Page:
In reality they are instead an inexhaustible source of various recipes and allow you to make the most of your purchases.

For example, if you wanted to experiment by cooking orecchiette with broccoli, the trick is to dedicate a few more minutes to cut even the most fibrous parts of the stem into regular cubes: cooking they will become tender and make the first one richer.

If, on the other hand, you used the tops to prepare a vegetable cous-cous - to do this, just grate them or put them in a food processor and then season with oil, spices, lemon juice, chopped almonds - keeping the stems aside for another recipe.

There are many dishes that can be made with the stem - unless the broccoli is very fresh - the advice is to peel it in the most leathery parts.

For example, you can make a carpaccio by cutting it into thin slices with the help of a mandolin.

Season with extra virgin olive oil, lemon juice, aged cheese flakes, sprouts, nuts, serve and enjoy.


But why is it wasted at home?

Above all, we forget about foods close to expiry, which deteriorate (46%), but sometimes it happens that the fruit and vegetables purchased were already on the verge of perishable (42%) and the foods sold were already old (31%).

But it is also admitted to buy too much (29%) and have miscalculated the food that was served (28%).

And what are the consequences of waste?

In recent months, Italians have been looking first and foremost at the cost of waste, the first negative impact of food thrown away for 85% of the interviewees.

But immediately after the thought goes to the bad example towards young people and children (84%) and the immorality of this behavior (83%), then we think about the waste of vital resources (80%) and the consequences in terms of environmental impact and pollution (77%).

 When it comes to food waste, has the pandemic made us better or worse?

"He forced us to take an accelerated course in home economics and food education," says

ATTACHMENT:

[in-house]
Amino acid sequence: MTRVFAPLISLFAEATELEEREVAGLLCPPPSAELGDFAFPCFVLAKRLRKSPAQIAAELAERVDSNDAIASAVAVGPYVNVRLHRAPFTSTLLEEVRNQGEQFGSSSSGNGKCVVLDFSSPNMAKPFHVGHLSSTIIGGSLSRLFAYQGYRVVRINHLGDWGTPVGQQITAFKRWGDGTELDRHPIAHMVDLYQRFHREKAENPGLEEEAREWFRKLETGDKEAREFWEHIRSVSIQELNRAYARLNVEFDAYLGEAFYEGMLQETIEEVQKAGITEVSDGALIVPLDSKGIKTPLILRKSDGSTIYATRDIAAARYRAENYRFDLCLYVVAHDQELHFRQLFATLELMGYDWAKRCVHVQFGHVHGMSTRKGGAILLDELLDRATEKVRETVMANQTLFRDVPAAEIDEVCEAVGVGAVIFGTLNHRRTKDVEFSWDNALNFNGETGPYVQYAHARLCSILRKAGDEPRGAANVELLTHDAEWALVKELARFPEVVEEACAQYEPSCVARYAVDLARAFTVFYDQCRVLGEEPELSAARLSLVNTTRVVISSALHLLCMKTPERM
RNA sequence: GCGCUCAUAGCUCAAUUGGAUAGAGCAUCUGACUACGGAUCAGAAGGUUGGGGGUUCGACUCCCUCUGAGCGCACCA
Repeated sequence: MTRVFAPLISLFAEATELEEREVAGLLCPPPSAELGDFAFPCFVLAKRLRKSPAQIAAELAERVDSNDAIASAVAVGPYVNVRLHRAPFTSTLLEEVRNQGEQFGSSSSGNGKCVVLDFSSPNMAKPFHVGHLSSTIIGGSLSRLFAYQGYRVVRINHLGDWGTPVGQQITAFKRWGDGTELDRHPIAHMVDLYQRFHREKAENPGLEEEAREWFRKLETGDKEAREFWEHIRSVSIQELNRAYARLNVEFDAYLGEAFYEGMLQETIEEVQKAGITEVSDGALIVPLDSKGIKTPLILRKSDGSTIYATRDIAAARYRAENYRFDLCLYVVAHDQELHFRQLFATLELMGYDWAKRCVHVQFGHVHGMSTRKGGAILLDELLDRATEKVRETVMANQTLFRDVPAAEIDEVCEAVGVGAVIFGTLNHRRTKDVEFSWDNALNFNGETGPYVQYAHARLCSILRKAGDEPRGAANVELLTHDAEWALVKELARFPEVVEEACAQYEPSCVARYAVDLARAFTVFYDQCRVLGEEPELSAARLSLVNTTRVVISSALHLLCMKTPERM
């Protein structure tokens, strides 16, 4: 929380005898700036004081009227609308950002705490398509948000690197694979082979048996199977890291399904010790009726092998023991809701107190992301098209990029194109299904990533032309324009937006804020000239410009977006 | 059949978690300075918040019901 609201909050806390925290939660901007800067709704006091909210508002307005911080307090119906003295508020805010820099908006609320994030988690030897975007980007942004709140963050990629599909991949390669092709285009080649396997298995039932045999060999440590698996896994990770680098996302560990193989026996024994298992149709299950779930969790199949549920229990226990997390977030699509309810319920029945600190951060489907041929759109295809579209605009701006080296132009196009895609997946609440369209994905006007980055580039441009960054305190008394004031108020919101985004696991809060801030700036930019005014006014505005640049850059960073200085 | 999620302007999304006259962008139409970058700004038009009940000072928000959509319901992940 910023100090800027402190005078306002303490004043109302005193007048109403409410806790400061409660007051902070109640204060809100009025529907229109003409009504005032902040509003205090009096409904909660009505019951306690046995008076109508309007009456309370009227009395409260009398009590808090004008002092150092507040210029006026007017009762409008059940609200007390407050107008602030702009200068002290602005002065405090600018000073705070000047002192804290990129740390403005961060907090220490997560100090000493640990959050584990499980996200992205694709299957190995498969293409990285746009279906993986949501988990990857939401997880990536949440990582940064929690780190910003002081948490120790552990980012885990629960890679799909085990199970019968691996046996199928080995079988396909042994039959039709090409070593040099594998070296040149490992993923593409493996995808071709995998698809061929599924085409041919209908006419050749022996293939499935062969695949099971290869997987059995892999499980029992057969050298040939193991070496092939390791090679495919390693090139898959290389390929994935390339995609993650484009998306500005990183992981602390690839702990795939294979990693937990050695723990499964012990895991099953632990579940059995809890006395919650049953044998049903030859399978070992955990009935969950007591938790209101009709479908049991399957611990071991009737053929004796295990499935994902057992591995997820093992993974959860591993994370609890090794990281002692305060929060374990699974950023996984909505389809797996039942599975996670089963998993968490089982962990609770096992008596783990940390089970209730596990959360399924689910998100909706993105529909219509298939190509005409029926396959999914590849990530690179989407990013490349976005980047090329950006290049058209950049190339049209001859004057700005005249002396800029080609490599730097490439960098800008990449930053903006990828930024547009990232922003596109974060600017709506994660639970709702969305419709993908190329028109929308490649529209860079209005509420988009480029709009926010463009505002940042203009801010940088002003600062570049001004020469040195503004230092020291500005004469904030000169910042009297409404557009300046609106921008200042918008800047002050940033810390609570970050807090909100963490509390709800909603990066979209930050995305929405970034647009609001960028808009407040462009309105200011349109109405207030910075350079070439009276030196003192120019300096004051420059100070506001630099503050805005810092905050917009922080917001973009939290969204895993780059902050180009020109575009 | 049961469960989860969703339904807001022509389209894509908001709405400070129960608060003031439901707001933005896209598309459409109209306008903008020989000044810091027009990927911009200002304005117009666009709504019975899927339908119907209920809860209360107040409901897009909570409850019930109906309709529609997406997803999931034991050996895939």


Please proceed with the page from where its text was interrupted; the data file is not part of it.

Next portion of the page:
the agronomist and economist Andrea Segrè

in a dialogue on Famiglia Cristiana.

“I am speaking, of course, for the majority of Italians who have been able to afford to buy food.

Shut up at home, we made better use of the refrigerator to store food, a more rational shopping at the supermarket, we started cooking even with leftovers.

We used the three r's of reduction, recycling and reuse limiting the economy of the superfluous and the harmful.

A conversion that was already underway, but which accelerated ».

Year after year awareness is growing on the inestimable value of the fight against food waste to actively contribute to the protection of the planet, in fact every ton of wasted food is responsible for 4.5 tons of CO2 released into the environment.

This growing sensitivity has also led to important achievements in our country:

in the course of 2020, 54% of Italians in fact reduced or even canceled food waste, using strategies ranging from the rediscovery of leftovers in the kitchen to greater attention to the date of deadline, up to zero-kilometer shopping


Food waste does not depend only on the attention and propensity of consumers to guarantee the maximum yield of the food purchased, this originates even before the food reaches our tables.

As much as 14% of the world harvest, tons and tons of fruit and vegetables, is lost even before reaching the market because it does not comply with the aesthetic standards imposed by the distribution channels or because it suffers damage during the journey between the field and the sale. or because it is not carefully stored.

During 2020

Babaco Market

, the 100% made in Italy delivery of out of the ordinary fruit and vegetables that fights the waste that originates from the field to the market, has recovered over

40 tons of ugly but good fruit and vegetables

that risked going wasted due to 'physical defects'.

Source: ansa

All life articles on 2021-02-05